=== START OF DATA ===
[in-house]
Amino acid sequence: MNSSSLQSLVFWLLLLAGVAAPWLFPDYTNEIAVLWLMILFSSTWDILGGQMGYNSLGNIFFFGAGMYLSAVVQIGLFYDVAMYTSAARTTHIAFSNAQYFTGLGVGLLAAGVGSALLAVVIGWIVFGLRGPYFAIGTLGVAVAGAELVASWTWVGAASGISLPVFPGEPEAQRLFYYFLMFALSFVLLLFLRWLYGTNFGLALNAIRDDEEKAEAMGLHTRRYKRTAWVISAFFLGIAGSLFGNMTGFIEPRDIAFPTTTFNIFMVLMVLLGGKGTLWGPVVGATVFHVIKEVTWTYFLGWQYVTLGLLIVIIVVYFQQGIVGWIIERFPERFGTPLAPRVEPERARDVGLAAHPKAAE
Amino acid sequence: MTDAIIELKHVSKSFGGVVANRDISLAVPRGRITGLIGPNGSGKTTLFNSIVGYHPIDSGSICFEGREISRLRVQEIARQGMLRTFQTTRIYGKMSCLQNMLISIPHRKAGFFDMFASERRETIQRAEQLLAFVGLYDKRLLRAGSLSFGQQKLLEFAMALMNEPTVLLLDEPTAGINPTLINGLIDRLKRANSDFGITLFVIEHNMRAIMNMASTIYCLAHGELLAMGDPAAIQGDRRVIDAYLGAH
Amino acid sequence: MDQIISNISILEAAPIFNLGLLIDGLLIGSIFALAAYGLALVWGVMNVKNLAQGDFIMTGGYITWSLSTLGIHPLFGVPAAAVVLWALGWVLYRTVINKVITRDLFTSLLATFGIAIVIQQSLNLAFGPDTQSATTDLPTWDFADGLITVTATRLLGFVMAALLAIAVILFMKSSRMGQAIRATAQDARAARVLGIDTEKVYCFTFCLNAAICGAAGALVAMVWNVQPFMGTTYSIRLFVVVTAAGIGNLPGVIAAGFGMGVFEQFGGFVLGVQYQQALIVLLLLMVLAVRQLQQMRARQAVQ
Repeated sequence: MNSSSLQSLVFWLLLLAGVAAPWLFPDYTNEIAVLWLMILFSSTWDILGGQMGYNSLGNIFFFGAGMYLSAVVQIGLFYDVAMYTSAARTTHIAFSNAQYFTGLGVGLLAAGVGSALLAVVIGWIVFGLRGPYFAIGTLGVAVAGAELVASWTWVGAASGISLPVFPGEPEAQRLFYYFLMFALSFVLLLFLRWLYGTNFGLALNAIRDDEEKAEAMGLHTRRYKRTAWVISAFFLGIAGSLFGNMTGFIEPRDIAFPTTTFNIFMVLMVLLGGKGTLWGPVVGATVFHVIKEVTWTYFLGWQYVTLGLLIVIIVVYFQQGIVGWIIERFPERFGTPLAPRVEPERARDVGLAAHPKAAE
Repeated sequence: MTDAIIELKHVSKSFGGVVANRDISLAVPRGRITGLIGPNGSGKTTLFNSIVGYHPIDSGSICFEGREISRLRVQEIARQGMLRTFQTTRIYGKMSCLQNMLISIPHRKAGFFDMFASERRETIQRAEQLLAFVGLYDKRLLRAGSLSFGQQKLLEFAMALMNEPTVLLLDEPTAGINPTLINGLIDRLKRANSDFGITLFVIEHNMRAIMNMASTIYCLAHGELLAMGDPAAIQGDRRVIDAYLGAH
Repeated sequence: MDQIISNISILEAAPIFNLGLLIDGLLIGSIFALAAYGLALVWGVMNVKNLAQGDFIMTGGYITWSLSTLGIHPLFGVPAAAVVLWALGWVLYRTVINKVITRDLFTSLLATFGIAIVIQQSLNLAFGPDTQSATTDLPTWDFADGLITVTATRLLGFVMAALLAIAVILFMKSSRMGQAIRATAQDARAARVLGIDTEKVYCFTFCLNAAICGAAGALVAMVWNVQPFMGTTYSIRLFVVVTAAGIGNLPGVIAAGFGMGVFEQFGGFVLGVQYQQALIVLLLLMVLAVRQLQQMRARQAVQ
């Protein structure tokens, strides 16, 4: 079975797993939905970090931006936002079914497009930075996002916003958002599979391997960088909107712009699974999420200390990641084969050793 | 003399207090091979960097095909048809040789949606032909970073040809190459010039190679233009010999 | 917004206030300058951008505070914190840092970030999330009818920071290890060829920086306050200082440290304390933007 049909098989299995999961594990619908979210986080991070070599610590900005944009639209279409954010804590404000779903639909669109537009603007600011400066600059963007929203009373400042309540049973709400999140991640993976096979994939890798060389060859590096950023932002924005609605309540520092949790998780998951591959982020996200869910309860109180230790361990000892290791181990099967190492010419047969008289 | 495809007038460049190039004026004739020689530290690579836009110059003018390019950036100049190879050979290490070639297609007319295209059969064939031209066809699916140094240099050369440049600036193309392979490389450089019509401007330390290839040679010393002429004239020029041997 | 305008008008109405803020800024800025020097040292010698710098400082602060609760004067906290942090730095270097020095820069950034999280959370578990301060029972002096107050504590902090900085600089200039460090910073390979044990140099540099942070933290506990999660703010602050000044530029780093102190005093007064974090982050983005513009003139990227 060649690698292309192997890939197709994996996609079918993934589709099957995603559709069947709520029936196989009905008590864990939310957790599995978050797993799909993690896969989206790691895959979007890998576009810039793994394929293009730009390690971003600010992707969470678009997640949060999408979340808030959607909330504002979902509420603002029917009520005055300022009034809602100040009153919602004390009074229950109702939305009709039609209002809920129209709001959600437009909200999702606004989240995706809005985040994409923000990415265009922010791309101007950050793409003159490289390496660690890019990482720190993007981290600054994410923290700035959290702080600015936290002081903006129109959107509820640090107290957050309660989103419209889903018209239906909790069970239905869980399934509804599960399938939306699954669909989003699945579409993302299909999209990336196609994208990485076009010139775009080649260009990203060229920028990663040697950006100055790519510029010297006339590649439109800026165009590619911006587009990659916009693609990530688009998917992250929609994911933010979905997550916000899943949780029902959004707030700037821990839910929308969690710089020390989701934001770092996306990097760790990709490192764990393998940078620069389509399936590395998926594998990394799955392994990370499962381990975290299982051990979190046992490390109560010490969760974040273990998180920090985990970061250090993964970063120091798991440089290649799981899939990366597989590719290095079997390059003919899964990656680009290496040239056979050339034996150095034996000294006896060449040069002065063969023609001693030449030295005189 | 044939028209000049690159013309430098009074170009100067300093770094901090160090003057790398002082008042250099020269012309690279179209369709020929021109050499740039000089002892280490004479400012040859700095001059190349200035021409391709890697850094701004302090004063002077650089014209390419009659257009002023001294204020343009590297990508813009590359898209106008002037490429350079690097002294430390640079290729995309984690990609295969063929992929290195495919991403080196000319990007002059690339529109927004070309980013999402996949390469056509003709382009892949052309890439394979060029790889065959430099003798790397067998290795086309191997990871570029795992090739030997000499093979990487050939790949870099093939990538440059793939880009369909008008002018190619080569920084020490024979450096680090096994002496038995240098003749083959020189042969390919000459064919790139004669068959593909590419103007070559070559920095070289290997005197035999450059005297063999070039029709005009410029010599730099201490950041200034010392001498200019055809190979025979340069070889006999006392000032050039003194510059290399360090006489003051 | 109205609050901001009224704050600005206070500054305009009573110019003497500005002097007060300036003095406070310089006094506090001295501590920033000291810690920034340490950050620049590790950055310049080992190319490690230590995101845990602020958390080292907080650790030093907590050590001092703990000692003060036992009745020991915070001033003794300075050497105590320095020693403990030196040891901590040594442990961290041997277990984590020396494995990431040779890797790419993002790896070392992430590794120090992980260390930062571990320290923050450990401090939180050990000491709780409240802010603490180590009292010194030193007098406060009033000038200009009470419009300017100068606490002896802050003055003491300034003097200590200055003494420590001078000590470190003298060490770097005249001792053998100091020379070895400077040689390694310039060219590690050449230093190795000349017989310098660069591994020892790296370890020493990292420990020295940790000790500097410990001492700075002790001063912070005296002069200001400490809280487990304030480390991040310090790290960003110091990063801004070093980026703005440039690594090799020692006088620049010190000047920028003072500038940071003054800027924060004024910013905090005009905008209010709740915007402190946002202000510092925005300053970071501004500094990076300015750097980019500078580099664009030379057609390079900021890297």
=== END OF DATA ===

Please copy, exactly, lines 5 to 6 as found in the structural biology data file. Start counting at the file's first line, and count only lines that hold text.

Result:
Repeated sequence: MNSSSLQSLVFWLLLLAGVAAPWLFPDYTNEIAVLWLMILFSSTWDILGGQMGYNSLGNIFFFGAGMYLSAVVQIGLFYDVAMYTSAARTTHIAFSNAQYFTGLGVGLLAAGVGSALLAVVIGWIVFGLRGPYFAIGTLGVAVAGAELVASWTWVGAASGISLPVFPGEPEAQRLFYYFLMFALSFVLLLFLRWLYGTNFGLALNAIRDDEEKAEAMGLHTRRYKRTAWVISAFFLGIAGSLFGNMTGFIEPRDIAFPTTTFNIFMVLMVLLGGKGTLWGPVVGATVFHVIKEVTWTYFLGWQYVTLGLLIVIIVVYFQQGIVGWIIERFPERFGTPLAPRVEPERARDVGLAAHPKAAE
Repeated sequence: MTDAIIELKHVSKSFGGVVANRDISLAVPRGRITGLIGPNGSGKTTLFNSIVGYHPIDSGSICFEGREISRLRVQEIARQGMLRTFQTTRIYGKMSCLQNMLISIPHRKAGFFDMFASERRETIQRAEQLLAFVGLYDKRLLRAGSLSFGQQKLLEFAMALMNEPTVLLLDEPTAGINPTLINGLIDRLKRANSDFGITLFVIEHNMRAIMNMASTIYCLAHGELLAMGDPAAIQGDRRVIDAYLGAH